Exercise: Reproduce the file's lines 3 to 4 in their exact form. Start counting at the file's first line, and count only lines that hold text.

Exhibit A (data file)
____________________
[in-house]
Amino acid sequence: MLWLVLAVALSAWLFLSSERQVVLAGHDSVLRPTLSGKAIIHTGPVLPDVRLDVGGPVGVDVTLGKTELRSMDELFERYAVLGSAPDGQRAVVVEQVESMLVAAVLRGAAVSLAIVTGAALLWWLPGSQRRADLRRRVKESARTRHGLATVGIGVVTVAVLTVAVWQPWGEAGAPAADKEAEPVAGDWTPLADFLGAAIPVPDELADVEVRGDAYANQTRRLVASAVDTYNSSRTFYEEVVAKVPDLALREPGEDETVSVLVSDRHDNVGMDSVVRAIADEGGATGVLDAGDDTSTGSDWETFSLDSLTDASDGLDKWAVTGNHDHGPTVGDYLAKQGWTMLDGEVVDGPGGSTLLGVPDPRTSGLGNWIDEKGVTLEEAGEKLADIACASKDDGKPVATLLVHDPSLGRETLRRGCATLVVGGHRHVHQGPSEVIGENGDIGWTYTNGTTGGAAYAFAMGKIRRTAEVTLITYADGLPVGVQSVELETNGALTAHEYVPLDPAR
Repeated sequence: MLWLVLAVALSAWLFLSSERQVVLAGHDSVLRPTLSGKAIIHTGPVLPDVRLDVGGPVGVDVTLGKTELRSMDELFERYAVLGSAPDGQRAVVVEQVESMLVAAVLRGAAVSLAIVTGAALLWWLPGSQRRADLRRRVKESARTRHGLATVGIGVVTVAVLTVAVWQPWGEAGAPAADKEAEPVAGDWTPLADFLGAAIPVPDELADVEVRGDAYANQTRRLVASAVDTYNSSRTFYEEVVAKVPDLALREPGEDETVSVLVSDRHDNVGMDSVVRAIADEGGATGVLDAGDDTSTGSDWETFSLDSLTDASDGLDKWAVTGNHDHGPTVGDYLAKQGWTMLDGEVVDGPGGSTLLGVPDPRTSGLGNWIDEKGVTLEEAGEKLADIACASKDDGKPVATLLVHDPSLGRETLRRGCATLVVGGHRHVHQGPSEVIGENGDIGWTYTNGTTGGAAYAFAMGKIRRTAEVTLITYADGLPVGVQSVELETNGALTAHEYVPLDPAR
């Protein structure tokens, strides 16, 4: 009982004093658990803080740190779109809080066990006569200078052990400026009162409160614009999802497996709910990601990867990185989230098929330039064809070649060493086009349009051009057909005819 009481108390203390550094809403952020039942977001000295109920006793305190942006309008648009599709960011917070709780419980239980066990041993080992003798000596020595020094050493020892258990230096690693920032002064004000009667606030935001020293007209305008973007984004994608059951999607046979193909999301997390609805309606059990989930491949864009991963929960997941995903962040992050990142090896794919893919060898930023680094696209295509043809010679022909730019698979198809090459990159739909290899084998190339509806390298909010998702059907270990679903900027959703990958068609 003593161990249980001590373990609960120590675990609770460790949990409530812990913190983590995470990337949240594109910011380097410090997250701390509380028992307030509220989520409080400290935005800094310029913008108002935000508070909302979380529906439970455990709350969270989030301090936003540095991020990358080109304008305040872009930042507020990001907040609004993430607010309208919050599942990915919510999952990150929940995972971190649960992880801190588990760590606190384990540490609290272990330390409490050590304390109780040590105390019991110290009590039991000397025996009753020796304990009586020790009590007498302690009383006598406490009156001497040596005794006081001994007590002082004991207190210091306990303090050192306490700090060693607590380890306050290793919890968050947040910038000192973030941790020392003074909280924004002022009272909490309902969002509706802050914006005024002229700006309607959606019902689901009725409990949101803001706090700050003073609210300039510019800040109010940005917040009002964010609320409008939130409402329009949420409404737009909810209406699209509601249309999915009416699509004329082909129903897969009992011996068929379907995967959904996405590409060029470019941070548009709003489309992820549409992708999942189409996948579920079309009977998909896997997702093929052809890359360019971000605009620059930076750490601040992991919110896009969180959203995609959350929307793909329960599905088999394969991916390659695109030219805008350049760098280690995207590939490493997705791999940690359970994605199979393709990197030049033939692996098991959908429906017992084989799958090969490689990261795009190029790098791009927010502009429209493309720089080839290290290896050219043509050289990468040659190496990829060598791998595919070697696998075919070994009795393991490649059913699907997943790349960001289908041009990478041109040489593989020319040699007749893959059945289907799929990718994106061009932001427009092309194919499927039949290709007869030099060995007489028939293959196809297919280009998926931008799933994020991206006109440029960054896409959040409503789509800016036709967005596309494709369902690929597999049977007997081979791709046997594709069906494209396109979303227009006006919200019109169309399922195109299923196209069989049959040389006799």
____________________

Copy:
Repeated sequence: MLWLVLAVALSAWLFLSSERQVVLAGHDSVLRPTLSGKAIIHTGPVLPDVRLDVGGPVGVDVTLGKTELRSMDELFERYAVLGSAPDGQRAVVVEQVESMLVAAVLRGAAVSLAIVTGAALLWWLPGSQRRADLRRRVKESARTRHGLATVGIGVVTVAVLTVAVWQPWGEAGAPAADKEAEPVAGDWTPLADFLGAAIPVPDELADVEVRGDAYANQTRRLVASAVDTYNSSRTFYEEVVAKVPDLALREPGEDETVSVLVSDRHDNVGMDSVVRAIADEGGATGVLDAGDDTSTGSDWETFSLDSLTDASDGLDKWAVTGNHDHGPTVGDYLAKQGWTMLDGEVVDGPGGSTLLGVPDPRTSGLGNWIDEKGVTLEEAGEKLADIACASKDDGKPVATLLVHDPSLGRETLRRGCATLVVGGHRHVHQGPSEVIGENGDIGWTYTNGTTGGAAYAFAMGKIRRTAEVTLITYADGLPVGVQSVELETNGALTAHEYVPLDPAR
């Protein structure tokens, strides 16, 4: 009982004093658990803080740190779109809080066990006569200078052990400026009162409160614009999802497996709910990601990867990185989230098929330039064809070649060493086009349009051009057909005819 009481108390203390550094809403952020039942977001000295109920006793305190942006309008648009599709960011917070709780419980239980066990041993080992003798000596020595020094050493020892258990230096690693920032002064004000009667606030935001020293007209305008973007984004994608059951999607046979193909999301997390609805309606059990989930491949864009991963929960997941995903962040992050990142090896794919893919060898930023680094696209295509043809010679022909730019698979198809090459990159739909290899084998190339509806390298909010998702059907270990679903900027959703990958068609 003593161990249980001590373990609960120590675990609770460790949990409530812990913190983590995470990337949240594109910011380097410090997250701390509380028992307030509220989520409080400290935005800094310029913008108002935000508070909302979380529906439970455990709350969270989030301090936003540095991020990358080109304008305040872009930042507020990001907040609004993430607010309208919050599942990915919510999952990150929940995972971190649960992880801190588990760590606190384990540490609290272990330390409490050590304390109780040590105390019991110290009590039991000397025996009753020796304990009586020790009590007498302690009383006598406490009156001497040596005794006081001994007590002082004991207190210091306990303090050192306490700090060693607590380890306050290793919890968050947040910038000192973030941790020392003074909280924004002022009272909490309902969002509706802050914006005024002229700006309607959606019902689901009725409990949101803001706090700050003073609210300039510019800040109010940005917040009002964010609320409008939130409402329009949420409404737009909810209406699209509601249309999915009416699509004329082909129903897969009992011996068929379907995967959904996405590409060029470019941070548009709003489309992820549409992708999942189409996948579920079309009977998909896997997702093929052809890359360019971000605009620059930076750490601040992991919110896009969180959203995609959350929307793909329960599905088999394969991916390659695109030219805008350049760098280690995207590939490493997705791999940690359970994605199979393709990197030049033939692996098991959908429906017992084989799958090969490689990261795009190029790098791009927010502009429209493309720089080839290290290896050219043509050289990468040659190496990829060598791998595919070697696998075919070994009795393991490649059913699907997943790349960001289908041009990478041109040489593989020319040699007749893959059945289907799929990718994106061009932001427009092309194919499927039949290709007869030099060995007489028939293959196809297919280009998926931008799933994020991206006109440029960054896409959040409503789509800016036709967005596309494709369902690929597999049977007997081979791709046997594709069906494209396109979303227009006006919200019109169309399922195109299923196209069989049959040389006799």